On the other side of the country, Chu was also having a very big year. Remix, the civic tech startup she’d cofounded in 2014, had been acquired in March 2021. By fall, Chu was still shifting from her previous role as Remix’s CEO into one as senior vice president at Via, the new parent company. She was also settling into her new home in Seattle, having recently moved from San Francisco, the city she’d lived in for years and where she’d once served as an environmental commissioner.
Chu had watched with admiration from the West Coast as the Wu Train (to use a favorite phrase of the mayor’s supporters) gained steam. As an MIT graduate, she kept a fond eye on Boston news, and she was inspired by Wu’s vision for the city. While she didn’t personally know Wu, she felt a connection as a fellow Taiwanese-American woman with immigrant parents. “I’d been fangirling from afar,” Chu remembers. “My mom would send me newspaper clippings about her every so often.”
Supporting the mayor can mean helping her prepare for the State of the City address or selecting gifts for visiting British royalty. One day is rarely like the next.
Then came a call that would change her life again. It was Mitchell Weiss, who’d been chief of staff to former Boston mayor Thomas Menino and was now helping Mayor Wu’s transition team. He’d known of Chu from using Remix as a case study in a class he taught at Harvard Business School. As Weiss later told the Boston Globe, he thought she had the perfect résumé to be Wu’s right hand, with her “real, true passion for cities and especially for Boston, real experience leading teams and rallying them through big challenges, and real expertise at the intersection of mobility, climate, economic opportunity, technology, and the like.”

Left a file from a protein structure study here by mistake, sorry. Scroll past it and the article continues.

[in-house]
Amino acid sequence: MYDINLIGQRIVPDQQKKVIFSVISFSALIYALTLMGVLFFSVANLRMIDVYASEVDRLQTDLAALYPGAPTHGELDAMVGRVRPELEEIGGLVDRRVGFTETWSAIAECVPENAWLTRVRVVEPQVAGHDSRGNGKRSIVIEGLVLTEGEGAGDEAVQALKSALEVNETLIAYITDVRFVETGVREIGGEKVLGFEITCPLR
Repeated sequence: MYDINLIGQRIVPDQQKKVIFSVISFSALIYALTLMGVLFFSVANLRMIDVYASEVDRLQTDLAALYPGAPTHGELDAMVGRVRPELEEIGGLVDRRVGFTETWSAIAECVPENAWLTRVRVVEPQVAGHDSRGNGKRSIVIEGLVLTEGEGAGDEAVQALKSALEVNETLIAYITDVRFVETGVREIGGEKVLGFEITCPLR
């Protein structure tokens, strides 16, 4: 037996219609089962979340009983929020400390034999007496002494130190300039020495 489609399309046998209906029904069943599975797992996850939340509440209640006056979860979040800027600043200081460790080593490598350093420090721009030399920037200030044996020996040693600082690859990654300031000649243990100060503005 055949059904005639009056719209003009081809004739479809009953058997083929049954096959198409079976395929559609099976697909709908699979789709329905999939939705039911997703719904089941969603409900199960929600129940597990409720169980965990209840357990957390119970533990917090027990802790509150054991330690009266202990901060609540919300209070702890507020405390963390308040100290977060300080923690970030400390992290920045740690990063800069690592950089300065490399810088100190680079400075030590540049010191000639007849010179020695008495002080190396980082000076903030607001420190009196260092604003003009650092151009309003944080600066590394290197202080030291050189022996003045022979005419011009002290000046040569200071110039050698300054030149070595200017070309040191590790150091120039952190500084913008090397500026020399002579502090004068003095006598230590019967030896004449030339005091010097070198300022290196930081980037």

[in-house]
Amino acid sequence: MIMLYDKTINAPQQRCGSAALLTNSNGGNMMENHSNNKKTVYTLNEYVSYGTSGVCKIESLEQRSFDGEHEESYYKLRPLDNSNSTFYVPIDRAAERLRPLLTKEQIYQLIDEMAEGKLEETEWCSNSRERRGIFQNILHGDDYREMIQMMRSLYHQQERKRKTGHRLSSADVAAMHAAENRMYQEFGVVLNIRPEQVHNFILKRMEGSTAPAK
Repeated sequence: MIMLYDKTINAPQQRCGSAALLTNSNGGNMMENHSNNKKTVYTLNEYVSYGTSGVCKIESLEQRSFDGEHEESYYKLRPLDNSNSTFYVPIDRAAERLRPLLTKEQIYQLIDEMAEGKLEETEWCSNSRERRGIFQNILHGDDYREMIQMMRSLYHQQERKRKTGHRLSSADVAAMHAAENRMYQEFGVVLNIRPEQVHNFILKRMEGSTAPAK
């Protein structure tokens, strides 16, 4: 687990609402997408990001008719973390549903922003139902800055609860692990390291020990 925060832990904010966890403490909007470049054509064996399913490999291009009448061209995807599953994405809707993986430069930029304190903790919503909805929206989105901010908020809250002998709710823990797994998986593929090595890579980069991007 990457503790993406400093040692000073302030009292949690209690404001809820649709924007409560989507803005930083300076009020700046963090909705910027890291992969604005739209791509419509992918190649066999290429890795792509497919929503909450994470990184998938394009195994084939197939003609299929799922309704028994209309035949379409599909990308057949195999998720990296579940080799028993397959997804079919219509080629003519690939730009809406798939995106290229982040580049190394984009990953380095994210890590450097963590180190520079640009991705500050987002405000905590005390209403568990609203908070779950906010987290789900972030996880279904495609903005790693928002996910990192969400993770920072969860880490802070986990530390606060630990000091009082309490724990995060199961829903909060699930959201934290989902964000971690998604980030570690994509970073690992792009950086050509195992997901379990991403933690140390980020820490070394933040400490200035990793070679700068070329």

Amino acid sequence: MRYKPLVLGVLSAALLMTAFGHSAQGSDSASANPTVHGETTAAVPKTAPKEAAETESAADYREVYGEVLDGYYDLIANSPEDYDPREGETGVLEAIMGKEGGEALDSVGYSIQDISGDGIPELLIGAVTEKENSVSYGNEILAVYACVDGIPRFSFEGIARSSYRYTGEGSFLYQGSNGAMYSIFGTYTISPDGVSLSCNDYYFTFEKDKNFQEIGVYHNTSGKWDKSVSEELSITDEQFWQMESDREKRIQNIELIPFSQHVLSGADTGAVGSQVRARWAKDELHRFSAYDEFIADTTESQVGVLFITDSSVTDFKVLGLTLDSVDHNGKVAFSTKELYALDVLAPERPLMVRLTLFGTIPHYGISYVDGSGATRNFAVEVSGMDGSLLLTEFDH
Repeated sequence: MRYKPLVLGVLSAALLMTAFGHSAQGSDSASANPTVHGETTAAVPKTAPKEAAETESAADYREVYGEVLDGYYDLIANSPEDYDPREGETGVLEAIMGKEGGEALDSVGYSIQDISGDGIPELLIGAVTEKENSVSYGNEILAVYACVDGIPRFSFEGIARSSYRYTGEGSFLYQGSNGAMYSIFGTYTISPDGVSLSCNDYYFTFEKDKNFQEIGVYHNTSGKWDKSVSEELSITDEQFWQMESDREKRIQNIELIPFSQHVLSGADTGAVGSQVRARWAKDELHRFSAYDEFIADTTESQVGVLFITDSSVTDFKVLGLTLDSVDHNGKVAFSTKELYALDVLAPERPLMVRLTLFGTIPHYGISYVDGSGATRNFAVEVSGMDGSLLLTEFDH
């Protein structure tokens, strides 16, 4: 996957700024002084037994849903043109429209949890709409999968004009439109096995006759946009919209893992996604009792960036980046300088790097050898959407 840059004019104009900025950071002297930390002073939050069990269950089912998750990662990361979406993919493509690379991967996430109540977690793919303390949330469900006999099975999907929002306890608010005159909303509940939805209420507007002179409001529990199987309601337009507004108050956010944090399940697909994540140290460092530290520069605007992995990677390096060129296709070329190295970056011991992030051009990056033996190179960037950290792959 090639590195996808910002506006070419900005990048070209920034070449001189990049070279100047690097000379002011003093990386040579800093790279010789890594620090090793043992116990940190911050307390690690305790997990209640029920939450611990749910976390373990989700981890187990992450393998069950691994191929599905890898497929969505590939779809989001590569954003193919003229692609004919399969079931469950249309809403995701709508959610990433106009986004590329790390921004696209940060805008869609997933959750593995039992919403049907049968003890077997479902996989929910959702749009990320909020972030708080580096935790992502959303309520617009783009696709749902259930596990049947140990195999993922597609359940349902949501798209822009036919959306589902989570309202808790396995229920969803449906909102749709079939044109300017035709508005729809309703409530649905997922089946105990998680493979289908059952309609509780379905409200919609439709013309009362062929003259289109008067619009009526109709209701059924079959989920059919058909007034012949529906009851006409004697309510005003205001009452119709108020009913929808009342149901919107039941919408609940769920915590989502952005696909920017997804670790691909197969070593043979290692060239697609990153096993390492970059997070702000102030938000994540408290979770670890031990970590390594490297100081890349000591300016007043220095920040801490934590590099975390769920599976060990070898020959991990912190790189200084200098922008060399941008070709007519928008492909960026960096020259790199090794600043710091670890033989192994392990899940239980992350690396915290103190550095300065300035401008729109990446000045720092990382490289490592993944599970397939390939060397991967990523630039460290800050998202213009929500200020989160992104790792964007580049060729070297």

It was not the obvious move for a person of Chu’s professional stature. Remix had just sold to Via for $100 million, the kind of deal that would have some tech executives happily settling into a more leisurely existence. But Chu isn’t the average startup CEO.
She and her cofounders had conceived the idea for Remix while she was on a Code for America fellowship, a program that pairs promising young tech thinkers with government agencies to tackle real social problems. The company makes a digital platform that helps public transit agencies map and redesign their networks to improve service and efficiency. Among the hundreds of local governments that use its products globally, the company has built a proven track record of actually making cities work better. (This is not something that can be said of all urban tech companies, to take ride-hailing businesses as an example.)